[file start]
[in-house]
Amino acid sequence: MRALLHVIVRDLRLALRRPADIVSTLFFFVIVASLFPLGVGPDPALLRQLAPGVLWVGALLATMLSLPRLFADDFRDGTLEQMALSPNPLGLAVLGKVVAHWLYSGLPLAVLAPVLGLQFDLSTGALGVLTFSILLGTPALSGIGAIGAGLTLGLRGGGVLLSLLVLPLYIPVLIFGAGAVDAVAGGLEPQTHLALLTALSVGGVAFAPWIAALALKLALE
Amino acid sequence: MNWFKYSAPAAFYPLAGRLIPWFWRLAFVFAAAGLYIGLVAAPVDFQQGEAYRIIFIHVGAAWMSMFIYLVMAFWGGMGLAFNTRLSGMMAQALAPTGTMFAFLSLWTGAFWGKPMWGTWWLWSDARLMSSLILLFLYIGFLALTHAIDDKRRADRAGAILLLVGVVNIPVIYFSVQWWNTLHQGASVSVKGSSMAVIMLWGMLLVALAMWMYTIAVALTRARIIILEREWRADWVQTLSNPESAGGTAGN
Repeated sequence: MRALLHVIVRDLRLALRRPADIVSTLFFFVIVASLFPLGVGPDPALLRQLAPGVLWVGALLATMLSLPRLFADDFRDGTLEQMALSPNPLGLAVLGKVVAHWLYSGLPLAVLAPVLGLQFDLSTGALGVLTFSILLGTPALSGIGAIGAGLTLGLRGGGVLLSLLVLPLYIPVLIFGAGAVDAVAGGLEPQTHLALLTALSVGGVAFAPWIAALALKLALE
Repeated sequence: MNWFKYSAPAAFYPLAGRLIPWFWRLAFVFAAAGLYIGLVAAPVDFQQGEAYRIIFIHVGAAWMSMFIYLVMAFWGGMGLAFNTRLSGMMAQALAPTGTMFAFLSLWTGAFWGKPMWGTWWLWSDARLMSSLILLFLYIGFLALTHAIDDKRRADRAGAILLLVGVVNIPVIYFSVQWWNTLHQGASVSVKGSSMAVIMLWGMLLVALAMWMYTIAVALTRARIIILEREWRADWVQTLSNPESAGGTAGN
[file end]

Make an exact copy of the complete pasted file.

[in-house]
Amino acid sequence: MRALLHVIVRDLRLALRRPADIVSTLFFFVIVASLFPLGVGPDPALLRQLAPGVLWVGALLATMLSLPRLFADDFRDGTLEQMALSPNPLGLAVLGKVVAHWLYSGLPLAVLAPVLGLQFDLSTGALGVLTFSILLGTPALSGIGAIGAGLTLGLRGGGVLLSLLVLPLYIPVLIFGAGAVDAVAGGLEPQTHLALLTALSVGGVAFAPWIAALALKLALE
Amino acid sequence: MNWFKYSAPAAFYPLAGRLIPWFWRLAFVFAAAGLYIGLVAAPVDFQQGEAYRIIFIHVGAAWMSMFIYLVMAFWGGMGLAFNTRLSGMMAQALAPTGTMFAFLSLWTGAFWGKPMWGTWWLWSDARLMSSLILLFLYIGFLALTHAIDDKRRADRAGAILLLVGVVNIPVIYFSVQWWNTLHQGASVSVKGSSMAVIMLWGMLLVALAMWMYTIAVALTRARIIILEREWRADWVQTLSNPESAGGTAGN
Repeated sequence: MRALLHVIVRDLRLALRRPADIVSTLFFFVIVASLFPLGVGPDPALLRQLAPGVLWVGALLATMLSLPRLFADDFRDGTLEQMALSPNPLGLAVLGKVVAHWLYSGLPLAVLAPVLGLQFDLSTGALGVLTFSILLGTPALSGIGAIGAGLTLGLRGGGVLLSLLVLPLYIPVLIFGAGAVDAVAGGLEPQTHLALLTALSVGGVAFAPWIAALALKLALE
Repeated sequence: MNWFKYSAPAAFYPLAGRLIPWFWRLAFVFAAAGLYIGLVAAPVDFQQGEAYRIIFIHVGAAWMSMFIYLVMAFWGGMGLAFNTRLSGMMAQALAPTGTMFAFLSLWTGAFWGKPMWGTWWLWSDARLMSSLILLFLYIGFLALTHAIDDKRRADRAGAILLLVGVVNIPVIYFSVQWWNTLHQGASVSVKGSSMAVIMLWGMLLVALAMWMYTIAVALTRARIIILEREWRADWVQTLSNPESAGGTAGN